Eddy Curry was signed by the Heat last season as they attempted to bolster their already thin frontline. Curry did not contribute to their championship run as he was inactive during the playoffs, but averaged 2.1 points in 14 games for Miami during the regular season.


(check out the 1:00 mark to hear this guy make fun of Howard’s age)

6. JUWAN HOWARD (2012, 2013 Miami Heat)
You may have thought the former Fab 5 member was an assistant coach for the Miami Heat this past season as he sported a suit and tie during almost every contest. You were mistaken. Howard has ridden the coattails of LeBron, Bosh and Wade for the past three seasons and as a result he’s added two rings to his jewelry collection. While last year he played sparingly in the playoffs (24 minutes total), this year, he didn’t dress for one game.

5. MICHAEL DOLEAC (2006 Miami Heat)
We searched for Michael Doleac Miami Heat highlights but alas, there aren’t any. As a matter of fact, there isn’t exactly a plethora of Michael Doleac highlight tapes at all. While he did have some solid years in Orlando after being selected 12th overall in 1998, he averaged two points a game during the ’06 Playoffs before fading into oblivion.

4. BRIAN CARDINAL (2011 Dallas Mavericks)
Cardinal is another fan favorite, who was the Mavericks version of Brian Scalabrine. “The Custodian” originally got his nickname because he did all of the dirty work necessary for his team. He fouled hard, took charges and could knock down the open three. Cardinal averaged 1.1 points per game during the 2011 NBA Playoffs.

3. DARKO MILICIC (2004 Detroit Pistons)
While he wasn’t expected to contribute immediately to a team that was on the cusp of winning a NBA championship, it was hoped he would help maintain Detroit’s success as their stars aged. Instead, Darko was viewed as the player selected before future franchise players Carmelo Anthony, Dwyane Wade and Chris Bosh. Not only did Darko ride the pine during Detroit’s 2004 championship run, he would later be named our biggest NBA Lottery draft bust since 2000 in a close call over Kwame Brown.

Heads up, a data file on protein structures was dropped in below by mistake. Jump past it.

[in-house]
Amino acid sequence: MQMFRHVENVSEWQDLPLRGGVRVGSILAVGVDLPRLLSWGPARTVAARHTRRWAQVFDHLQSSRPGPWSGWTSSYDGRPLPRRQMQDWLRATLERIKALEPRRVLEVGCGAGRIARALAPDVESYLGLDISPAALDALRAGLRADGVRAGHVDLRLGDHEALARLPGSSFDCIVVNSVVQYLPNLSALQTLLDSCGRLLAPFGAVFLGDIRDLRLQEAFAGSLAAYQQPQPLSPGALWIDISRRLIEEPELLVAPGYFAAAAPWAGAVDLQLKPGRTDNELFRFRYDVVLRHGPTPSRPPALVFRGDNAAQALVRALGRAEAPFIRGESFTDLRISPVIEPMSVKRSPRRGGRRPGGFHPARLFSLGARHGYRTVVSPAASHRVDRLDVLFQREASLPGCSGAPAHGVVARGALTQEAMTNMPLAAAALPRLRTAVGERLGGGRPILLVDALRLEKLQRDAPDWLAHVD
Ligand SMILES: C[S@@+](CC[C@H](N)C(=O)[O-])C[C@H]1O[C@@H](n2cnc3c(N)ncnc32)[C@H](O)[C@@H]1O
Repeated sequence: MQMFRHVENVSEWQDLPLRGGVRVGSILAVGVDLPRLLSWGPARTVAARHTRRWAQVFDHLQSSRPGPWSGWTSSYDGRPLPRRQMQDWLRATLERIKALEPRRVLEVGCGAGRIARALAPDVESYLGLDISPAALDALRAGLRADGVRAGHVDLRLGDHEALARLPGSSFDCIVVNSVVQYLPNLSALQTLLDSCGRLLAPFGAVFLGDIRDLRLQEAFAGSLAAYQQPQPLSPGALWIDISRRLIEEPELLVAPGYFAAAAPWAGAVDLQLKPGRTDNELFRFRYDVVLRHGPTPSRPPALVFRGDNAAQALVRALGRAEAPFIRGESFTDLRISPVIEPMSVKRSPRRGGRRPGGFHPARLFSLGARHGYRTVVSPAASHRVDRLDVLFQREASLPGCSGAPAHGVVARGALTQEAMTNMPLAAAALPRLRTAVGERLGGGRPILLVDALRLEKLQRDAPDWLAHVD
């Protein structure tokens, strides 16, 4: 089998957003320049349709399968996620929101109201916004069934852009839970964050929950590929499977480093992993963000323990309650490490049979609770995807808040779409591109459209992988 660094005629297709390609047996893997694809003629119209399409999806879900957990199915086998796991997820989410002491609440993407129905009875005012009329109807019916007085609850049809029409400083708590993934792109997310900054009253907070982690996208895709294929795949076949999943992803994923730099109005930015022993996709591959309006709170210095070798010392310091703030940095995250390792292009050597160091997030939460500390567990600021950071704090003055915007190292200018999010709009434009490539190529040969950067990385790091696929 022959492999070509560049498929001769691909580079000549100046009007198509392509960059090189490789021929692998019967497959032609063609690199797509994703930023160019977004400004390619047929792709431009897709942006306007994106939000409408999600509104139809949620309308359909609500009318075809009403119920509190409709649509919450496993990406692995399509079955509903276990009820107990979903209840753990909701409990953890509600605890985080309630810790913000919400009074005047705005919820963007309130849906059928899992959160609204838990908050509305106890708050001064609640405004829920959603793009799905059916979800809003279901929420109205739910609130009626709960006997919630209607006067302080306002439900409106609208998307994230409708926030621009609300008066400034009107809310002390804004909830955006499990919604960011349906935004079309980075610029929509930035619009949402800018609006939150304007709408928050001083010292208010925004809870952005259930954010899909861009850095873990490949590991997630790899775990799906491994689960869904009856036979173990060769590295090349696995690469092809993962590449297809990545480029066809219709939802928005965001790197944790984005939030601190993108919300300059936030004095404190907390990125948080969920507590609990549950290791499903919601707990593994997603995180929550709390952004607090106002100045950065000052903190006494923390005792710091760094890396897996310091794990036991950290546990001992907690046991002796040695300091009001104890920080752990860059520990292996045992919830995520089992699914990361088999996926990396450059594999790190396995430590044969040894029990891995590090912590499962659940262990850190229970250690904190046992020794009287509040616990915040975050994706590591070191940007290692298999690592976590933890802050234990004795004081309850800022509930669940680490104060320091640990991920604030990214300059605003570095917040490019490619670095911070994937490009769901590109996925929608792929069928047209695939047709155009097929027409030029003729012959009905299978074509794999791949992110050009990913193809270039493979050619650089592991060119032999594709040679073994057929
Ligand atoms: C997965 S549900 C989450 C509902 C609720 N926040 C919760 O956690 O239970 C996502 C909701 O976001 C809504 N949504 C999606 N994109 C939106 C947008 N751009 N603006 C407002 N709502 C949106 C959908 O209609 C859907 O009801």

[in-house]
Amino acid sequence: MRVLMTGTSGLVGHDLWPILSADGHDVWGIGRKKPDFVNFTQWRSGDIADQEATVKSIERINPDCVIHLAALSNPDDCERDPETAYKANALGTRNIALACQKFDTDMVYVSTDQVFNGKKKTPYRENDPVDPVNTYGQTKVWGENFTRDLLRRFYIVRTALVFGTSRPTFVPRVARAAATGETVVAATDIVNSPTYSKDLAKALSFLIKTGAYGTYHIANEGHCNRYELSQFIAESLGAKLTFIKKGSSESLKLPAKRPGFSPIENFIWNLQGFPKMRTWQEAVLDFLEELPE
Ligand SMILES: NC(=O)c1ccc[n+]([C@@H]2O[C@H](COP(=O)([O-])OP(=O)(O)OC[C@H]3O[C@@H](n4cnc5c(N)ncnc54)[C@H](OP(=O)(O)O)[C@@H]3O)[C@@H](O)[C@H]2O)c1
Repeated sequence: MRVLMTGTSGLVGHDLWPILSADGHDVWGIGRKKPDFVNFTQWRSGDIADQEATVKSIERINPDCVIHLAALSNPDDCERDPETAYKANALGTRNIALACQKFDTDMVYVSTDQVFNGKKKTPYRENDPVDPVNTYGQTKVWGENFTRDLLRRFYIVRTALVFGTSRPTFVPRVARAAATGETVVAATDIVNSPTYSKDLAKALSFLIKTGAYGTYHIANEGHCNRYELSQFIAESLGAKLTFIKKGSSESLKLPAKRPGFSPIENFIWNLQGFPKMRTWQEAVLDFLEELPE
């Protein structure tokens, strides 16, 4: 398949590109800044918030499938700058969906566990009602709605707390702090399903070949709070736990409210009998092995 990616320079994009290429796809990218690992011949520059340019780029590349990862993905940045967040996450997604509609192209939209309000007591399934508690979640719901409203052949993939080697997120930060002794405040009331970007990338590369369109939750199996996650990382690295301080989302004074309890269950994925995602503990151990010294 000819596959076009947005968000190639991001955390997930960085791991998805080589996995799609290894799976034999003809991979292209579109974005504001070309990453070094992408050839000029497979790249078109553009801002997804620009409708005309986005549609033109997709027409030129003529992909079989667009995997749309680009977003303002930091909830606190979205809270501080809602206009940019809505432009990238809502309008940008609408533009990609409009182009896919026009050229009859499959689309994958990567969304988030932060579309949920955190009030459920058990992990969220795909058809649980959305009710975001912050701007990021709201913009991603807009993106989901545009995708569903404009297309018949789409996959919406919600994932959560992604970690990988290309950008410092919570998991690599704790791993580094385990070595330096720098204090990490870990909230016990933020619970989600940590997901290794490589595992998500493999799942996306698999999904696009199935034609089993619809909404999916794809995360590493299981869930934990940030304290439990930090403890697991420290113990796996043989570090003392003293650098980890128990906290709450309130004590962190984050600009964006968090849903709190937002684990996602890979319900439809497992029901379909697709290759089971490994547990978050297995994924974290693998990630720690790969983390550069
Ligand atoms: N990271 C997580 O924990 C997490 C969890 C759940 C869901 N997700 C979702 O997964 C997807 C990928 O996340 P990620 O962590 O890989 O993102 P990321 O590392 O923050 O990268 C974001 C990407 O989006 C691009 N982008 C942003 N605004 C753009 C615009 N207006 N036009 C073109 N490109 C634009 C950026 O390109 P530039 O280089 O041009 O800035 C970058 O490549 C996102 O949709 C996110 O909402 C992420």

2. SCOT POLLARD (2008 Boston Celtics)
Pollard had been a journeyman throughout his career, making stops in Detroit, Sacramento, Indiana and Cleveland before finishing up with a ring in Boston. We don’t blame you if you didn’t realize Pollard was a member of the ’08 Celtics team as he was not active during their playoff run. While not as popular, Pollard is certainly a character, much like Scal.

1. BRIAN SCALABRINE (2008 Boston Celtics)
While Scal isn’t the only fan favorite to grace the parquet at the TD Bank Garden (See Michael Sweetney), he may be the most popular benchwarmer ever to win a ring. Before the White Mamba’s face graced the coolest t-shirt of all time, the USC product was a three-time All-Pac 10 performer. Every time Scal touched the rock, fans treated it as if it was a Game 7. His popularity extends throughout NBA arenas, exhibited by a regular season road game in Washington in which fans chanted “M-V-P” after he nailed a trademark three off the glass.

Who are the most unlikely NBA champs of all time?